I only picked up chess in my mid 20's, and fell completely in love with the game. At 32 now I barely ever play, and am far happier for it. Through chess, I came to a number of realisations about what I want from games/hobbies in general.
I moved to Dubai recently, and started attending local meetups here. I even started my own mini-club. I quickly realised that the guys I was playing with were almost all much better than me. That they put more time in, and they had more history with the game. From this I saw that, just in order to get good enough to have any fun at these meetings, I would have to put in more time and effort than I even had available to me. I found myself having less and less fun. Winning felt okay, and losing felt like dying.
I have since moved on to other board games. Competitively: Magic the Gathering. And many other Euro-style board games that are not based on such zero-sum 1:1 competition (e.g. Caverna). MTG especially has been a god-send for me, as anyone can win a magic game, due in a large part to the randomness that is an essential part of the game. On top of the randomness there is the theme that is built into every card, and every magic colour in the game. This balances out the pure calculation of deck building and sequencing play with a healthy dose of imagination.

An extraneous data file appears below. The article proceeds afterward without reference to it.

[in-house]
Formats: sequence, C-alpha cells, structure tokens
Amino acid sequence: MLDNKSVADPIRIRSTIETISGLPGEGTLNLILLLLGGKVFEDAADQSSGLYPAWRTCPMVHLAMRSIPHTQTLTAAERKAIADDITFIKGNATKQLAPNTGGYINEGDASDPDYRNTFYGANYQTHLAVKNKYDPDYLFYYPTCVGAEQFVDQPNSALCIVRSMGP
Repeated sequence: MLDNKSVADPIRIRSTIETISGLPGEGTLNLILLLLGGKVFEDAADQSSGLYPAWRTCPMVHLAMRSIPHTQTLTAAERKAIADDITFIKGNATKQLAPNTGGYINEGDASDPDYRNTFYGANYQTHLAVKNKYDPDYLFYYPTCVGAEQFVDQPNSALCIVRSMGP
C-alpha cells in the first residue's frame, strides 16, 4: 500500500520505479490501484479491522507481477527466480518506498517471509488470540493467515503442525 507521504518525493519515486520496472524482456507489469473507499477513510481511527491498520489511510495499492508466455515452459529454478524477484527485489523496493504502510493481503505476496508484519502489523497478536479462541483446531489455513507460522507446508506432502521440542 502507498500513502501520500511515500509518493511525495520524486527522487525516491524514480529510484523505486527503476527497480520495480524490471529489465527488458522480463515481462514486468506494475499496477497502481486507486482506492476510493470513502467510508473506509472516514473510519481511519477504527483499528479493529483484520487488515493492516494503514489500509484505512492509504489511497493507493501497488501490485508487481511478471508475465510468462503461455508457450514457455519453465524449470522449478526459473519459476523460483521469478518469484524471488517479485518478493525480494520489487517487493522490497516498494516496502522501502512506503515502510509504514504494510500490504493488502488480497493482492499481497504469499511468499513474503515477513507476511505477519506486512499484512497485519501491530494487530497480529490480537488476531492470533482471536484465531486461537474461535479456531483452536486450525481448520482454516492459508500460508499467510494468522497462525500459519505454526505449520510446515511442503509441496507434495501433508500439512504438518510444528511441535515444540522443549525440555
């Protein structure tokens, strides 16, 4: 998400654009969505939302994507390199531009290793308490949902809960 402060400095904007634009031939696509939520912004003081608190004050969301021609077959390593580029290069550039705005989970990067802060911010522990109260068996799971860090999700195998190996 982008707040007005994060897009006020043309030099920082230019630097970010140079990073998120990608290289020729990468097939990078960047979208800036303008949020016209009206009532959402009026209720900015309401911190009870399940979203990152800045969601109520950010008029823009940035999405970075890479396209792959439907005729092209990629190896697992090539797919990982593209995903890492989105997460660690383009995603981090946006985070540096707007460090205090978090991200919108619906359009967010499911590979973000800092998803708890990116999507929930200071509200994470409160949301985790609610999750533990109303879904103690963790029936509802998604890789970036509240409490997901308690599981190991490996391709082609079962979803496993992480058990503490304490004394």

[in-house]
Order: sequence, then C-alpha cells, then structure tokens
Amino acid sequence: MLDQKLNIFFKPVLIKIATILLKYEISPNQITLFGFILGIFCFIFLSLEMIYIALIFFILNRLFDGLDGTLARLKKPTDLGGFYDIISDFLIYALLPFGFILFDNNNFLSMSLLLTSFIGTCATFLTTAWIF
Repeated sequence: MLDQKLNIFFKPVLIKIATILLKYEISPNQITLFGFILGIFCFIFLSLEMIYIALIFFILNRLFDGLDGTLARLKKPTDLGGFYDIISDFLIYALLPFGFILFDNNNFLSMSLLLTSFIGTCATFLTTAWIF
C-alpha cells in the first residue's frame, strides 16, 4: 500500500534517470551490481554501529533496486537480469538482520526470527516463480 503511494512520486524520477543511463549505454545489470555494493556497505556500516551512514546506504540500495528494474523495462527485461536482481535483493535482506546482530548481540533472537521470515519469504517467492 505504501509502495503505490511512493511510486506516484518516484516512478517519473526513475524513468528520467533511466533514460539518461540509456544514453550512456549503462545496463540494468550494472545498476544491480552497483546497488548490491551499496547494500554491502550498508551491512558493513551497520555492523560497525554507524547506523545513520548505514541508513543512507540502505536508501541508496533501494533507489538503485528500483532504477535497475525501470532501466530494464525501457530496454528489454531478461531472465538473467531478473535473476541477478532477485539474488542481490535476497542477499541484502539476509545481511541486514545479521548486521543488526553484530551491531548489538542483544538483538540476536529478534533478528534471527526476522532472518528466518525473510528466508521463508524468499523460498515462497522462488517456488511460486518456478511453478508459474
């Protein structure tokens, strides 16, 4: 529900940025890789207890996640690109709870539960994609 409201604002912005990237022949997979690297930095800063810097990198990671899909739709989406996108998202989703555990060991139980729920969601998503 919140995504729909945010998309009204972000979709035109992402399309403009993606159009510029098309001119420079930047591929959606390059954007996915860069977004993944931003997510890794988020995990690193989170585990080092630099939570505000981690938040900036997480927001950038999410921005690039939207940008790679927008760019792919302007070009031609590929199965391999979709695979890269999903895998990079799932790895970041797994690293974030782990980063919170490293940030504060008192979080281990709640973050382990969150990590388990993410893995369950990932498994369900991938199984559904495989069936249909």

I grew up eschewing randomness at all costs, being fiercely competetive and hating the idea of winning/losing as a result of something as arbitraty as a die roll, or card draw (heck I even refused to play 30 Seconds with a die). But I've come to love randomness. When I sit down to play a game of magic my skill level is highly important to the outcome of the game, but so are the cards which I draw. That means that people of all skill levels can sit down and compete with each other. In chess a 300-500 ratings difference basically means that the weaker player has something like 20% chance of winning. For a game that I would want to pursue as an after work activity those odds really just aren't good enough for me.